Vera Searles





            January 12, 1903:


            My name is Mary Elwood, and I am twenty-three years old.  My husband is John Elwood, twenty-eight, head clerk at the Neville National Bank.  We live a half-mile from town, which has made easy walking distance for John to go to work.     

          Last night it snowed, leaving the ground covered quite deeply by morning.  After breakfast, John and I donned our boots and woolens to go outside to shovel a path.  But we found the roadway blocked by a huge snowdrift directly in front of our house, so we had to come back inside.  We have never had such a deep snow as this in Neville.  The drift doesn’t look so large from our window, but once we get near, it looms as big as a house.

            I am writing this to help get me through the agony John and I have suffered ever since.  We are trapped in time.  I don’t know why.  I cannot tell how long we have been like this, for we are living the same day over and over.  I keep crossing days off the calendar, but in the morning the last day crossed off is always January 12.  The clock ticks, and never has to be rewound.  The fire in the coal stove burns steadily without replenishment.  I write these same words each day, and in the morning the paper is fresh and clean, with no trace of writing or erasure.

            We eat the same food as we did yesterday, and each morning it reappears on our table.  We repeat the process of shoveling a path through the snow out to the road, and the drift is always there, unchanged.  We wait for it to thaw.  It does not thaw.

      What is on the other side of the snowdrift?  Is all the world at a standstill, or just here?

            The sun shines down from the same place in the sky every day, and night falls at the same precise moment as the day before.  My nails and hair do not grow.  John’s beard does not grow.  Our faces never change.

            How long can this go on?  It is against the laws of nature, against the laws of time.  Will I never become pregnant, have children, watch them grow?  Will we never see our families and friends again?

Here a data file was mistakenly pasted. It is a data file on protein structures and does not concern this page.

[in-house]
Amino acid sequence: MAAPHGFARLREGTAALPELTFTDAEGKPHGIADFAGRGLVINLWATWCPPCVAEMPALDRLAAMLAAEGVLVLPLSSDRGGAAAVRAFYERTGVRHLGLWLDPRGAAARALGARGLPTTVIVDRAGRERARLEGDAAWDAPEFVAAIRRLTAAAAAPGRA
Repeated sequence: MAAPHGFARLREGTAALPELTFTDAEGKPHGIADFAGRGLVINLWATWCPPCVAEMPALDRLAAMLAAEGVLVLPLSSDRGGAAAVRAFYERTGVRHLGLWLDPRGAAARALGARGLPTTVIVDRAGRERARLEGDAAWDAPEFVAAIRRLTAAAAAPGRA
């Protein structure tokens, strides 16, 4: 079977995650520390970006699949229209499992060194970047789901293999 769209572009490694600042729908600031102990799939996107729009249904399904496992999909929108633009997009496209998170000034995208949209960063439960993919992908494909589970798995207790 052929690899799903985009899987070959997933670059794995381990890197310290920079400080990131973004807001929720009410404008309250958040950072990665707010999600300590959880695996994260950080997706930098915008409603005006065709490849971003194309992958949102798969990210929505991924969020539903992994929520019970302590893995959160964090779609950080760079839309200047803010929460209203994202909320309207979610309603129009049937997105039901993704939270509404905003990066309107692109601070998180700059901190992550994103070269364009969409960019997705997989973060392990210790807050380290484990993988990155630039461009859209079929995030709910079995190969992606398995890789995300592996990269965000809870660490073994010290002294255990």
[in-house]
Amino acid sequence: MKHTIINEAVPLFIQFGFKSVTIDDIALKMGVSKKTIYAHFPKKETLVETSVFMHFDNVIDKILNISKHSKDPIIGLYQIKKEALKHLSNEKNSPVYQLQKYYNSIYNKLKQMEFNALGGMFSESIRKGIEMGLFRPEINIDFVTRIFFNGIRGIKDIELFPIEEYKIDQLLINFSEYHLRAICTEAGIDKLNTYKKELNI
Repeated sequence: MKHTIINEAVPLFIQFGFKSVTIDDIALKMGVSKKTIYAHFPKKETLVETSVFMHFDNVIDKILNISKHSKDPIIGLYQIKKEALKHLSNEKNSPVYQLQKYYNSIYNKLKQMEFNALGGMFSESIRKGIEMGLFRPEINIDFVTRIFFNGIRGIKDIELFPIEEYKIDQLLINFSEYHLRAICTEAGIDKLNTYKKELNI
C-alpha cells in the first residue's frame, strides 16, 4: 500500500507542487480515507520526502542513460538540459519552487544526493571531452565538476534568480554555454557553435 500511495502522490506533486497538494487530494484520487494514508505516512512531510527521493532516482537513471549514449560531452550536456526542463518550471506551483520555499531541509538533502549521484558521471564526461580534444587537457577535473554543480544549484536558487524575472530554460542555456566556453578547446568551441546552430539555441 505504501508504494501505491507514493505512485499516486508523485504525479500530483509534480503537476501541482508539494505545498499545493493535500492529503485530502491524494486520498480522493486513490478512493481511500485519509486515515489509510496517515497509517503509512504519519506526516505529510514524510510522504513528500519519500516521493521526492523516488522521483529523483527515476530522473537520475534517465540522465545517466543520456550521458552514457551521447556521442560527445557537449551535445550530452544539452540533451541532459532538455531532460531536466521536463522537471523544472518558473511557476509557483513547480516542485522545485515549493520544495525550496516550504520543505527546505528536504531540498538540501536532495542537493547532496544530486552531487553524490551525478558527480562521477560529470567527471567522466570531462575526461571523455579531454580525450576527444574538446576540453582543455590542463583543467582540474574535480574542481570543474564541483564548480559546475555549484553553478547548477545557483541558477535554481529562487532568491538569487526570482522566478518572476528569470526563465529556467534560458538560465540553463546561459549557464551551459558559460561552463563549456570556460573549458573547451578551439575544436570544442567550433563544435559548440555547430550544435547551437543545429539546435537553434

“Don’t write the same words!” John screams at me, and I remember he yelled the same thing yesterday.  With all my strength and willpower, I do not reach for the pad and pencil.  But I did that yesterday also, only to find the pad and pencil in my hands, my fingers making words appear on the paper.

            “Rip it up!” John cries.  “Rip it up so you can’t write.  We must change something!”

            I tear the pad to shreds, tossing it into the fire of the coal stove along with the pencil, where it all burns and turns to ash.  Then I look down into my lap, and the pad is in my hand, the pencil in my fingers.

            One morning John says, “Today we won’t try to shovel out to the road.  That will change the day.”

            “But you said that yesterday, and always,” I remind him.  “And when we try not to go outside, we find ourselves there with our shovels.  Why?” 

            “You have always asked that,” he says sadly.

            “Why is this happening?  What are we going to do?” I wail, as my fingers involuntarily lace up my boots. 

            John gazes out the window.  “All we can do is wait.”

            “Your friends at the bank,” I say.  “They will surely send a carriage to look for you.  Or my father - - he will ride here on horseback to find me.”

            But as I look out at the snowdrift, I wonder if anyone will ever come, will anything ever change?  What is happening in the world beyond the snowdrift?




            August 10, 2003:

             Melinda Bishop slapped the top of her computer.  “This stupid thing,” she said.  “It’s on the blink.  Something must have happened to it during the move out here.  It was working perfectly fine in the city.”

            “What’s wrong?” Jason asked, leaving his own unpacking and coming over to the farmhouse table that held their computer equipment.

            “It doesn’t print what I tell it to,” she answered.  “The numbers keep coming up wrong, 1903 instead of 2003.”  She looked around the big room, with its rough-hewn beams, old-fashioned wainscoting, and the fat, black stove in the corner.  “Maybe the electricity doesn’t work right in this part of the house.  There’s something so antique about it.”  She sniffed.  “It even smells old.”

            Jason reached down to make sure the computer was plugged in properly.  “There can’t be anything wrong with the electric - - the bank told me this part of the house was wired last year when the place was renovated.”  He placed his fingers on her keyboard.  “What do you want to enter?”

            “Today’s date.  I’m going to keep a diary from the first day we moved here.”